How to offer security tokens legally?

Generally speaking, there are only two ways one can sell security tokens and comply with the SEC’s guidelines at the same time. Namely, your company can either go public or invoke some exemptions described in the Securities Act of 1933 . While most companies opt to use such exemptions, going public is also an option.

In brief, going public means your company holds an IPO, that very same thing that the term ICO refers to. It means that in order to raise funds a company sells shares of stock to the general public. Once the IPO is over, the company has to comply with other requirements, most notably those on public reporting. In order to have an IPO, a company will have to file a registration statement with the SEC and wait until the regulator says that it is “effective.” Most companies that want to hold an ICO do so mostly because they aren’t willing to go through all that bureaucracy, however, it’s still a viable option to raise funds.

Nevertheless, the majority of startups usually choose to invoke exemptions. The Securities Act of 1933 has three kinds of exemptions from registration, namely A+, D, and S, that are of interest for those who issue security tokens.

Exemption under Regulation A+ will enable one to sell securities to “non-accredited investors” for up to $50 million through “general solicitation.” However, registering securities under this exemption takes a lot of time and more money, and includes financial audit. Plus, whatever you raise, the entire amount will be viewed as a revenue, and therefore taxed (unless the money in question is equity for the company).

Exemption under Regulation D is probably the most popular one for everyone selling security tokens. It effectively exempts a company from registering its securities with the SEC, however, there are certain limitations. First, all investors have to be duly accredited, and they have to be provided with provably honest information that lacks any “misleading statements.” Additionally, the company will have to file Form D in electronic form once the securities are sold. Finally, the investors will be forbidden from selling their shares for at least a year after they have bought them.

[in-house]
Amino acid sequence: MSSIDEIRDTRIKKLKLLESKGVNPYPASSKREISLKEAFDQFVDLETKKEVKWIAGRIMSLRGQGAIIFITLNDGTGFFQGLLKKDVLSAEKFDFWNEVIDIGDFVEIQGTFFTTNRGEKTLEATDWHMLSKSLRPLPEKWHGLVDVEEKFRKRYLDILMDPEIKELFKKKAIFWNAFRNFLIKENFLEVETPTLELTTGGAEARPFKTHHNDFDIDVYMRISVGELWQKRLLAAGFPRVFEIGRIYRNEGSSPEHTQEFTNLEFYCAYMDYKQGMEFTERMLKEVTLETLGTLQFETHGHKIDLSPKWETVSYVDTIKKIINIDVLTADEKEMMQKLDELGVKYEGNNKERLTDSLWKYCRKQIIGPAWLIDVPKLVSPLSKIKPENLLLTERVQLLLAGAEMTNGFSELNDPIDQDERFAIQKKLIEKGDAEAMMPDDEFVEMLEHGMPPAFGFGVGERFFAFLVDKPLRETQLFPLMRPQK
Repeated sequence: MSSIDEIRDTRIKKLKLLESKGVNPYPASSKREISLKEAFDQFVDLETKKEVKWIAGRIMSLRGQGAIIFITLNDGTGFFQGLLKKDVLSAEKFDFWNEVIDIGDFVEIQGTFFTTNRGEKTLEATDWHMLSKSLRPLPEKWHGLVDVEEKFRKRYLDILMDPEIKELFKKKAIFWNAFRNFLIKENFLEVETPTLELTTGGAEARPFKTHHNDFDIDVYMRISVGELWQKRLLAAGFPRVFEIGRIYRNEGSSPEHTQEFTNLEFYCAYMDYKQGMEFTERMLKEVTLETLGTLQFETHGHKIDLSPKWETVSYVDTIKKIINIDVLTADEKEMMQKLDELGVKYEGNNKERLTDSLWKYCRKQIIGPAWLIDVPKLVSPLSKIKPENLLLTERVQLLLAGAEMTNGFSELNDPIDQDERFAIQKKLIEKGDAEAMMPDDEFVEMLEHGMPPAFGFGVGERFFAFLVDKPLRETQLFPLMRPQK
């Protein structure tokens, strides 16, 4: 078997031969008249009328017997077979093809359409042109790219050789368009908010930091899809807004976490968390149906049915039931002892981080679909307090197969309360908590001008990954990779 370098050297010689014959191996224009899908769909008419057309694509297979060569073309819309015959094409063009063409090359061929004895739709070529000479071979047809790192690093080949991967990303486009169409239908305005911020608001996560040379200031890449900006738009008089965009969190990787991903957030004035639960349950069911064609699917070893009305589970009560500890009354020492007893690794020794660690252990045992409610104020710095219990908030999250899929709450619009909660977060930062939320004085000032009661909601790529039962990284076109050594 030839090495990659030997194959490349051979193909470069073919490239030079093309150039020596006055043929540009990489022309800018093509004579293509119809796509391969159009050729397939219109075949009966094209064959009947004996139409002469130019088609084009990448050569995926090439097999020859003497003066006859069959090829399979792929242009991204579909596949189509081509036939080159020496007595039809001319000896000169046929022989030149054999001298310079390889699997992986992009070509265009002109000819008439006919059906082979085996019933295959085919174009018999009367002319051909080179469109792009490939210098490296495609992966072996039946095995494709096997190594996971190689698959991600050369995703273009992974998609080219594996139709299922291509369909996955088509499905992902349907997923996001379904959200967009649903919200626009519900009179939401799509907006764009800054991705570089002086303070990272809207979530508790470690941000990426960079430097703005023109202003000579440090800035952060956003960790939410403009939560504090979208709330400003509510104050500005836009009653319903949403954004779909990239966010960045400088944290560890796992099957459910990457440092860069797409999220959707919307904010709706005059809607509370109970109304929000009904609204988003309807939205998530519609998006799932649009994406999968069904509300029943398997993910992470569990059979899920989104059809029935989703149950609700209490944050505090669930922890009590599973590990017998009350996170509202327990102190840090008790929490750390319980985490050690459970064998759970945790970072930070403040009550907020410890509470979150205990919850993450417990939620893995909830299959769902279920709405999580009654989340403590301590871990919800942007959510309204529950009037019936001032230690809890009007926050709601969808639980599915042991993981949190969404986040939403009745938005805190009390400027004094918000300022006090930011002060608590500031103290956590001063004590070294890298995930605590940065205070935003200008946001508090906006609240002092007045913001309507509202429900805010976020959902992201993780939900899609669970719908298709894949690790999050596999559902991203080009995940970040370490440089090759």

Finally, exemption under Regulation S is just selling your securities anywhere outside the U.S. In that case, the SEC won’t have any interest in you. Still, it requires due KYC policy in place as selling a security to a U.S. national even unknowingly will sparkle the interest of the regulator in an instant.

What if a project fails to meet the requirements?

While security tokens are typically the most attractive option to potential investors, undertaking a security token offering poses substantial legal risks. Regardless of their country of incorporation, projects that sell security tokens to U.S. citizens or residents have to comply with the existing securities legislation. If the issuer company fails to comply with all those requirements, the ICO proceedings may be legally seized, and the founders may face serious fines or even a prison term.

By now, there are a few cases of ICO companies embroiled in litigation by the SEC or their own token holders. For example, SEC took action against Munchee and AriseBank ICO, halting their ICOs and filing complaints to courts.

Sometimes, projects faced lawsuits from their own token holders. Their demands are usually based the fact that the project failed to register their ICO with the SEC. Tezos, Centra Tech and ATBCoin, all of which face numerous class action lawsuits, are just a few examples.

Thus, projects should be careful in making predictions and promises to token holders as anything they say can and will be used against them in a court of law.


Please note that this feature should not be construed as legal or investment advice.